When Jennifer O'Neill arrived at Kentucky, she could score on anybody.
But the McDonald's All-American with the flashy offense couldn't stop anybody.
So she spent a lot of time on the bench.
"I can remember her freshman year I had my dad, who is not an expert on basketball, and a mentor, who was an expert, both say to me, play Jen O'Neill 'cause she can score," Kentucky Coach Matthew Mitchell recalled. "I heard that over and over and over."
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And over and over and over, he would tell O'Neill to start moving her feet, to start paying attention to detail, to play with energy and effort on both sides of the floor.
It became almost a battle of wills between the quiet guard from Bronx, N.Y., and her loud-mouthed head coach from Mississippi.
She averaged just 12.4 minutes a game as a freshman.
"Why we gotta go back to that?" she said Thursday, laughing on the podium, as Kentucky prepared for its first-round NCAA Tournament game Friday afternoon. "I've come so far from that."
She's playing 30 minutes a game now, and while her scoring is nice (14.4 points a game), lately it's her defense that keeps her on the floor for so many long stretches.
"Now she is critical to our success in this tournament. Her defense is right at the top of our list of things we need to do to be successful tomorrow afternoon," Mitchell said as No. 2 seed UK prepared to face No. 15 Tennessee State on Friday.
Mitchell put O'Neill on the point guard at Arkansas to shut down the Razorbacks' surging offense. He knows that his other senior guard, Bria Goss, is a defensive stopper, but O'Neill playing well defensively takes Kentucky to a different level.
That's mainly because the entire team rises to her energy level.
She brings a toughness, an intensity that everyone tries to emulate, teammates said.
"When she's out there being aggressive on the ball and attacking opponents, it really helps us out and we start to have the same intensity as she has," sophomore guard Linnae Harper said. "We want to match it."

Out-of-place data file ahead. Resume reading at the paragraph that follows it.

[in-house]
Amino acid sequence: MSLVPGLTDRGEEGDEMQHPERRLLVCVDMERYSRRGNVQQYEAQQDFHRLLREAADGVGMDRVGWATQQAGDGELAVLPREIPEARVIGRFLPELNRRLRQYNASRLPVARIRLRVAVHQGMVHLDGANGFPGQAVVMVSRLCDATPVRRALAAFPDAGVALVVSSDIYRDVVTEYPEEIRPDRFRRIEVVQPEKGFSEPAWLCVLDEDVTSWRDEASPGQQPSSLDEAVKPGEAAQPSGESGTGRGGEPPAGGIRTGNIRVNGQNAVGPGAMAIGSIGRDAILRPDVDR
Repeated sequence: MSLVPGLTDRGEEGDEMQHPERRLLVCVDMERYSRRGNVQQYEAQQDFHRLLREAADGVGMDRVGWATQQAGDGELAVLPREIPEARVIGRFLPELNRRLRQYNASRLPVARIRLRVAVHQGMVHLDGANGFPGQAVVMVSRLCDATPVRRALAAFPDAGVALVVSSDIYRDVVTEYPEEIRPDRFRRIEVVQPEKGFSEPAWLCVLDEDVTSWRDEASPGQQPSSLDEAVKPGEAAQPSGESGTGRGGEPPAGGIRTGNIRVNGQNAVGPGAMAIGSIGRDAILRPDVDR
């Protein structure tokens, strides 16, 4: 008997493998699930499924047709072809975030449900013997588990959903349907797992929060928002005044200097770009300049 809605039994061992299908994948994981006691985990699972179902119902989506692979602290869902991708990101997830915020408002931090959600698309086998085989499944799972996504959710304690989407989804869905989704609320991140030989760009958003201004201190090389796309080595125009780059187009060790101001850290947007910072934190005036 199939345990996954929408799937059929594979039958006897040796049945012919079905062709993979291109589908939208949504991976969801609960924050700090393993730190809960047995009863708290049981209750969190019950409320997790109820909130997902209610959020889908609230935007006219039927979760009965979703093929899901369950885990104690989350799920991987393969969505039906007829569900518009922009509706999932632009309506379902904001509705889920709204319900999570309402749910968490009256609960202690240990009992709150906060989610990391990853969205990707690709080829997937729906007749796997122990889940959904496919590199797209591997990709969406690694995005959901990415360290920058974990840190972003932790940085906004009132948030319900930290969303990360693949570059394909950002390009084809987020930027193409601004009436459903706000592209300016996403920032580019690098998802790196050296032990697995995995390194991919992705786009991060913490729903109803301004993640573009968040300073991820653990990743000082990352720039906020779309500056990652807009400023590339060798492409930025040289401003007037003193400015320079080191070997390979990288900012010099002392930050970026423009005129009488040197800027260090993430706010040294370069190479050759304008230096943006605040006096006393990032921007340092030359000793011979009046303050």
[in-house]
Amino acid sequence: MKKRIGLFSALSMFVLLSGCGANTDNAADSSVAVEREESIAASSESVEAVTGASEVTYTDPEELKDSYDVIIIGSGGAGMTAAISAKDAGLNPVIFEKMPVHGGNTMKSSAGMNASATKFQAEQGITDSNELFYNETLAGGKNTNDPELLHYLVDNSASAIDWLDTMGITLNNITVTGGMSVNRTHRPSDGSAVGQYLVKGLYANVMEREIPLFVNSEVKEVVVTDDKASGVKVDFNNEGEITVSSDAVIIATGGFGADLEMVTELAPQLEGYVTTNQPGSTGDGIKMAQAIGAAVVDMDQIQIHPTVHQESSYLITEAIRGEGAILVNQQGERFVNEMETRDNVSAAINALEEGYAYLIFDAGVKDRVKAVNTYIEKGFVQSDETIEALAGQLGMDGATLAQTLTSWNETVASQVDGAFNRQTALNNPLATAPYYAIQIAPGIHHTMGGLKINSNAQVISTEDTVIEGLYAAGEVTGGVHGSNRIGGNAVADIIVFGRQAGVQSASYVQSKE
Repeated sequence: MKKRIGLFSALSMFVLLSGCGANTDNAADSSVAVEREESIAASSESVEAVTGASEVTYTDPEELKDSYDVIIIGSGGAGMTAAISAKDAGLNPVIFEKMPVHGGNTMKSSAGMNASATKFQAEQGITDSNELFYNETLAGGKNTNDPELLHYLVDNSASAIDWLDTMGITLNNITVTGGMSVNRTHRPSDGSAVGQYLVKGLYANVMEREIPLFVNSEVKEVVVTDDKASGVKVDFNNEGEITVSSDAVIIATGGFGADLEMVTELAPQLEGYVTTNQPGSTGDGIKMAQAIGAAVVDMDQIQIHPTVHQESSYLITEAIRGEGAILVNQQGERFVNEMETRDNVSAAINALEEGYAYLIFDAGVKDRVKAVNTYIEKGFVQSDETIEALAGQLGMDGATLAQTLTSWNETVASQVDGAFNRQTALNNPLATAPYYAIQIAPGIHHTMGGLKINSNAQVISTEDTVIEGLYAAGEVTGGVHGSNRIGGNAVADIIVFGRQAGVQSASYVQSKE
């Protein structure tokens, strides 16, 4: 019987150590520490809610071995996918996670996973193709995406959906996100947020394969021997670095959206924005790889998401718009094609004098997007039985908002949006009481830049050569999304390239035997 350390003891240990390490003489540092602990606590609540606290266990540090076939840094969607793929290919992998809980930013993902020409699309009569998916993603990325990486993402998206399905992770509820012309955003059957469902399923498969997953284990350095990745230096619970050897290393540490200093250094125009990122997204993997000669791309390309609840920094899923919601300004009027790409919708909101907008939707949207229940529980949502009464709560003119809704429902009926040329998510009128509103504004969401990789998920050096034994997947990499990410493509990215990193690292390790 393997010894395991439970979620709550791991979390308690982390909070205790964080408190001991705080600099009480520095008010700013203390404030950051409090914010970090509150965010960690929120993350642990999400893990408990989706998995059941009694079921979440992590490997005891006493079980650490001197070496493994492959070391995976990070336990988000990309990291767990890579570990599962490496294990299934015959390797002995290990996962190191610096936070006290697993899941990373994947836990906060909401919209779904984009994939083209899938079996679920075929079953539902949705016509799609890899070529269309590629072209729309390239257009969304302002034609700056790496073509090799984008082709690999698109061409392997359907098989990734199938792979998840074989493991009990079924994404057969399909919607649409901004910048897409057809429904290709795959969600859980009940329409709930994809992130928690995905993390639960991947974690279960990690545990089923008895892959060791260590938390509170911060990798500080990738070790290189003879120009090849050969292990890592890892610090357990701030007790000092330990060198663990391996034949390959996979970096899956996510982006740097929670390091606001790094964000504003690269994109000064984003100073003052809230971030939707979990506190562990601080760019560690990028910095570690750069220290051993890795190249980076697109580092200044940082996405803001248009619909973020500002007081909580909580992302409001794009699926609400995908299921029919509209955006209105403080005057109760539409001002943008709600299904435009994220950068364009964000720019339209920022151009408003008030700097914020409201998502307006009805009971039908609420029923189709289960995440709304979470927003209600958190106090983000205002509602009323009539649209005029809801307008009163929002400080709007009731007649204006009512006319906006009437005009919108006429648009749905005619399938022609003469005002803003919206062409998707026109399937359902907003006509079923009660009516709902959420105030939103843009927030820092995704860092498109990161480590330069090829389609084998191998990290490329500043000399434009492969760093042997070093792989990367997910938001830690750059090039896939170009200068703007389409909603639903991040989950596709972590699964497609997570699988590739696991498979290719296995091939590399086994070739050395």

Harper leads the team in steals with 63 this season, but O'Neill leads the team in charges taken, something that seemed impossible when she was a true freshman.
"Now it's a responsibility," said O'Neill, who is still prolific on offense, scoring 1,420 career points and setting the school record for points in a game last season with 43 against Baylor. "I have to do my job if I want my team to be successful."
Going into the NCAA Tournament, O'Neill had taken 24 charges, more than 30 percent of the 75 UK has drawn this season.
The number is far more than the 11 she took at this time last season and the five she took her sophomore season.
Seeing her sacrifice her body and work so hard at things that don't come easily to her makes everyone around her want to play harder, sophomore guard Makayla Epps said.
"She plays with a lot of passion," Epps said of O'Neill, with whom she's tied for steals, at 41, this season. O'Neill has had 23 in league play.
"When she steps it up on defense, it makes us step it up on defense," Epps said.
When Mitchell sees O'Neill playing hard, getting back-tips, running down loose balls, taking ball handlers out of their comfort zones with a hand in their face, the coach knows it's going to be a good night for Kentucky.
Her teammates see it, too.
"When Jen plays the defense that we know she is capable of playing, the whole team raises their level of play," Goss said. "Jen has every God-given talent to play defense, and I think you can tell when she does that she brings an intensity to the team.
"Everyone talks about Jen's offense, but her defense is not always talked about. It's really something that people can open their eyes to. It's unlike any other, really."